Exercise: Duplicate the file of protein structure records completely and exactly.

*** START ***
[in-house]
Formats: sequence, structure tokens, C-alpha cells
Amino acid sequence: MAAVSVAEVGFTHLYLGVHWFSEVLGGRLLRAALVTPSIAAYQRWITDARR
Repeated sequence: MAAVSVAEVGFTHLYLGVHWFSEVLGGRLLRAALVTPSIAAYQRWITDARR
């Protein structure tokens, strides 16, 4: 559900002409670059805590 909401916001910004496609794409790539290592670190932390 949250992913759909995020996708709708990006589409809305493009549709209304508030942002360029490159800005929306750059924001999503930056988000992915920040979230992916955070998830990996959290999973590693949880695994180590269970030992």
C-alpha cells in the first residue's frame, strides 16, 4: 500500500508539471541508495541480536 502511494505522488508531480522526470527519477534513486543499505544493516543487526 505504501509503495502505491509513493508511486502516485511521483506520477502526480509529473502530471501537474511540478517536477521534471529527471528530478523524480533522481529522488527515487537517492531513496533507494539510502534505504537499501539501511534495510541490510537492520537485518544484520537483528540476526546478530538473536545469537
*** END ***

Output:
[in-house]
Formats: sequence, structure tokens, C-alpha cells
Amino acid sequence: MAAVSVAEVGFTHLYLGVHWFSEVLGGRLLRAALVTPSIAAYQRWITDARR
Repeated sequence: MAAVSVAEVGFTHLYLGVHWFSEVLGGRLLRAALVTPSIAAYQRWITDARR
């Protein structure tokens, strides 16, 4: 559900002409670059805590 909401916001910004496609794409790539290592670190932390 949250992913759909995020996708709708990006589409809305493009549709209304508030942002360029490159800005929306750059924001999503930056988000992915920040979230992916955070998830990996959290999973590693949880695994180590269970030992």
C-alpha cells in the first residue's frame, strides 16, 4: 500500500508539471541508495541480536 502511494505522488508531480522526470527519477534513486543499505544493516543487526 505504501509503495502505491509513493508511486502516485511521483506520477502526480509529473502530471501537474511540478517536477521534471529527471528530478523524480533522481529522488527515487537517492531513496533507494539510502534505504537499501539501511534495510541490510537492520537485518544484520537483528540476526546478530538473536545469537